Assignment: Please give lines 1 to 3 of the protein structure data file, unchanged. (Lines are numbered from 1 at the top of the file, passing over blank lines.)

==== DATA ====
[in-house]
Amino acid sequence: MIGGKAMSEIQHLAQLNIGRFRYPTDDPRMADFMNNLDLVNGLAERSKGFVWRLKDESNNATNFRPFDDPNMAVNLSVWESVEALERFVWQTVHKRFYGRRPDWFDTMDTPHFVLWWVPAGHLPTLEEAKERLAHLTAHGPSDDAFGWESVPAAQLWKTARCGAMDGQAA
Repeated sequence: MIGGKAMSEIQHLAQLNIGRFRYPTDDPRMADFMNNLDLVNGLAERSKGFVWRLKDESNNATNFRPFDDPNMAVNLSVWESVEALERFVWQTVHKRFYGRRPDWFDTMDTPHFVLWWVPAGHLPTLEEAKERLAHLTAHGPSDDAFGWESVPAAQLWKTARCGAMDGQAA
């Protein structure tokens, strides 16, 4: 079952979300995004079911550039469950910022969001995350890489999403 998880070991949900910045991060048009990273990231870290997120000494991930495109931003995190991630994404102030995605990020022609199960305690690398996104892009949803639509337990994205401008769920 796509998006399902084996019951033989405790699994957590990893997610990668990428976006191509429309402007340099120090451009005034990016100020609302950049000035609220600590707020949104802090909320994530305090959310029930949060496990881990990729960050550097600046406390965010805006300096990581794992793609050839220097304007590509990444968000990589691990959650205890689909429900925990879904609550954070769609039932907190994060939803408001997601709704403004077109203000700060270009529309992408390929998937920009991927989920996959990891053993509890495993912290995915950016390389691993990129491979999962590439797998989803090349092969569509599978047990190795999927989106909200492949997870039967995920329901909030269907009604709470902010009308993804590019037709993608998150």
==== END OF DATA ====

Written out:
[in-house]
Amino acid sequence: MIGGKAMSEIQHLAQLNIGRFRYPTDDPRMADFMNNLDLVNGLAERSKGFVWRLKDESNNATNFRPFDDPNMAVNLSVWESVEALERFVWQTVHKRFYGRRPDWFDTMDTPHFVLWWVPAGHLPTLEEAKERLAHLTAHGPSDDAFGWESVPAAQLWKTARCGAMDGQAA
Repeated sequence: MIGGKAMSEIQHLAQLNIGRFRYPTDDPRMADFMNNLDLVNGLAERSKGFVWRLKDESNNATNFRPFDDPNMAVNLSVWESVEALERFVWQTVHKRFYGRRPDWFDTMDTPHFVLWWVPAGHLPTLEEAKERLAHLTAHGPSDDAFGWESVPAAQLWKTARCGAMDGQAA